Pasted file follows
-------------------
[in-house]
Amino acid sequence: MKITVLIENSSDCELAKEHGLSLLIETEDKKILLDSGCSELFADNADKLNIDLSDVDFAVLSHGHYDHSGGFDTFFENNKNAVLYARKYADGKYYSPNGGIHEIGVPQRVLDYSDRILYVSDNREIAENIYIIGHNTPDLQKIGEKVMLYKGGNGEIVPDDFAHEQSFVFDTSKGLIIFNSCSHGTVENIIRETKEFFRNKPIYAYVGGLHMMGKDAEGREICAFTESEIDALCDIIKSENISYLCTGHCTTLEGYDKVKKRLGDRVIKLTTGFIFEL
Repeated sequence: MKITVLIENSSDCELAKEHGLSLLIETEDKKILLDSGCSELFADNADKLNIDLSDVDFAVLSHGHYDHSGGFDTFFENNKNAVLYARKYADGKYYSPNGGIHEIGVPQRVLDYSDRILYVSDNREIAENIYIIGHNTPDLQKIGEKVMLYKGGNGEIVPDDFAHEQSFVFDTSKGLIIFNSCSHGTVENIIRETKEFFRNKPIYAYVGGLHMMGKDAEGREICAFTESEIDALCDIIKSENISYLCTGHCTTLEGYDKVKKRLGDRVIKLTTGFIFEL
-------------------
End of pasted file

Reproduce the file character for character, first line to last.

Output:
[in-house]
Amino acid sequence: MKITVLIENSSDCELAKEHGLSLLIETEDKKILLDSGCSELFADNADKLNIDLSDVDFAVLSHGHYDHSGGFDTFFENNKNAVLYARKYADGKYYSPNGGIHEIGVPQRVLDYSDRILYVSDNREIAENIYIIGHNTPDLQKIGEKVMLYKGGNGEIVPDDFAHEQSFVFDTSKGLIIFNSCSHGTVENIIRETKEFFRNKPIYAYVGGLHMMGKDAEGREICAFTESEIDALCDIIKSENISYLCTGHCTTLEGYDKVKKRLGDRVIKLTTGFIFEL
Repeated sequence: MKITVLIENSSDCELAKEHGLSLLIETEDKKILLDSGCSELFADNADKLNIDLSDVDFAVLSHGHYDHSGGFDTFFENNKNAVLYARKYADGKYYSPNGGIHEIGVPQRVLDYSDRILYVSDNREIAENIYIIGHNTPDLQKIGEKVMLYKGGNGEIVPDDFAHEQSFVFDTSKGLIIFNSCSHGTVENIIRETKEFFRNKPIYAYVGGLHMMGKDAEGREICAFTESEIDALCDIIKSENISYLCTGHCTTLEGYDKVKKRLGDRVIKLTTGFIFEL